Not so fast: Travel agents aren't as irrelevant as you think
Travel agents. Maybe travel web sites have seemingly made them obsolete to a large portion of the public, but I just returned from a four-day summer vacation, having used my first travel agent, and now I'm a convert.
I'm not an expert on the topic, and obviously my one great experience isn't going to be replicated across the world with every other vacation, so consider this travel commentary and not hard-nosed reporting. I'm not imploring every person who travels to ditch Expedia and Travelocity or the lesser-known but well-regarded Kayak.com and never darken their doorsteps again. In the landscape of travel planning, they have their place, of course, but I'm convinced that travel agents do, too. Still.
Before planning my summer vacation, I went to Julie Sturgeon, who runs Curing Cold Feet, after several freelance writers I know raved about her services. As well as being a travel agent, Sturgeon is an Indianapolis-based freelance journalist herself, and in the full disclosure department, I should mention that I've known her professionally through email for about six months. So, trusting my colleagues' opinions and my own opinion of Sturgeon herself, and liking the idea that while travel agents take commissions from hotels, airlines and rental car agencies, I don't have to pay her anything upfront for employing her services, I told her that I was thinking of taking my family out on a beach vacation. I added that I had a certain price range (think: cheap), and suddenly, we were off.
She wound up finding us a really cool, family-owned hotel on the beach. It wasn't exactly inexpensive, since no hotel planted on the edge of the beach is going to come cheap, but it was within my as-cheap-as-possible budget. And maybe Sturgeon didn't locate any flight deals or hotel gems that I couldn't have eventually achieved on my own after I'm betting what would have been 386 hours of intense research, but who has time for that? I don't. And given my luck with some hotels I've wound up in over the years, my suspicion is that she saved me from a possible lousy vacation.
Before we left on our trip, Sturgeon even sent me a packet of information about our hotel and surrounding area, an extra bonus that she was able to provide, probably because she steered me to a hotel and area of Florida (Ft. Lauderdale) that she had been to many times and was very familiar with. I'm not sure if she would or could have done the same thing if I had planned a trip to Easter Island, though you never know.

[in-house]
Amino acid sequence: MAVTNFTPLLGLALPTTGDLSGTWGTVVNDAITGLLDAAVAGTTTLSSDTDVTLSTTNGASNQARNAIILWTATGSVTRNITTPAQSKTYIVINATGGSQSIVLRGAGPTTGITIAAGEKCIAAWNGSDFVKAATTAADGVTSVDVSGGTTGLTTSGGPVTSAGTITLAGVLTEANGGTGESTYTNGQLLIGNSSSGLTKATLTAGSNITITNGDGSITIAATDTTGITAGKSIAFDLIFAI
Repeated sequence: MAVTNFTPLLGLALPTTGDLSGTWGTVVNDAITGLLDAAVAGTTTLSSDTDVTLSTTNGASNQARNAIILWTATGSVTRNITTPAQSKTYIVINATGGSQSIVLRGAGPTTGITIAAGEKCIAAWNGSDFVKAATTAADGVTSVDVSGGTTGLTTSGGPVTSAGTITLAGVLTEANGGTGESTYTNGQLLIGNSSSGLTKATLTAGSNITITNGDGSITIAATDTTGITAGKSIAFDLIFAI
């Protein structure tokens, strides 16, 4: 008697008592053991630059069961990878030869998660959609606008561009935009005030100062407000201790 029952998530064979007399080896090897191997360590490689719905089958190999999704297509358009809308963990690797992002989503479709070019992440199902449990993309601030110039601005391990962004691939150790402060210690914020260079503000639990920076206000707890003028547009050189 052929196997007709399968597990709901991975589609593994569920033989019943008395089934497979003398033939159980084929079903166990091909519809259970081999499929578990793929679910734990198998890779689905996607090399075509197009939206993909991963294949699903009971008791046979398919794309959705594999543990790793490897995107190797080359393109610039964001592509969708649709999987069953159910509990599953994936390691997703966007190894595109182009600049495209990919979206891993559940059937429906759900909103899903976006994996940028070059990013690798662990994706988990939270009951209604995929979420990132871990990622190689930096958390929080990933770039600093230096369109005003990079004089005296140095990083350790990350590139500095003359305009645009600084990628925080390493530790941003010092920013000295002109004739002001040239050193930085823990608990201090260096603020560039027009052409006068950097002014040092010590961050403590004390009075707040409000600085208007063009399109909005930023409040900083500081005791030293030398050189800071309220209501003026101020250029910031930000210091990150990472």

Meanwhile, a larger travel agency that she's associated with -- Montrose Travel -- kept alerting me every time there was a change in my airline information. For instance, had I done the prep work on my own, I suppose I may have never learned that our flight had been bumped several hours, which would have kept us in Florida several extra hours -- no complaint there -- but would have had us landing at our airport after midnight. When you have two kids who are six and four years old, and you're landing at an airport two hours away from your home -- well, it's not the optimal way to end a vacation.
So I'm all for travel agents now. If you're planning a big family vacation or are feeling overwhelmed with the shrinking airplane options these days, consider engaging one to help you. It's short-sighted to think of travel agents as a relic of the pre-internet age. The best ones offer a level of personal service no internet travel site can provide you.
I know using a travel agent saved me time, and I'd like to think it saved me some money somewhere. But maybe best of all, I know it saved me from the nervous breakdown that would have occurred had we shown up at the "great" hotel I had booked on my own, only to learn that before going to the beach, we'd all have to first sit down and listen to a quick, eight-hour seminar about the wonderful world of time shares...
Geoff Williams is a freelance journalist and the author of C.C. Pyle's Amazing Foot Race: The True Story of the 1928 Coast-to-Coast Run Across America (Rodale).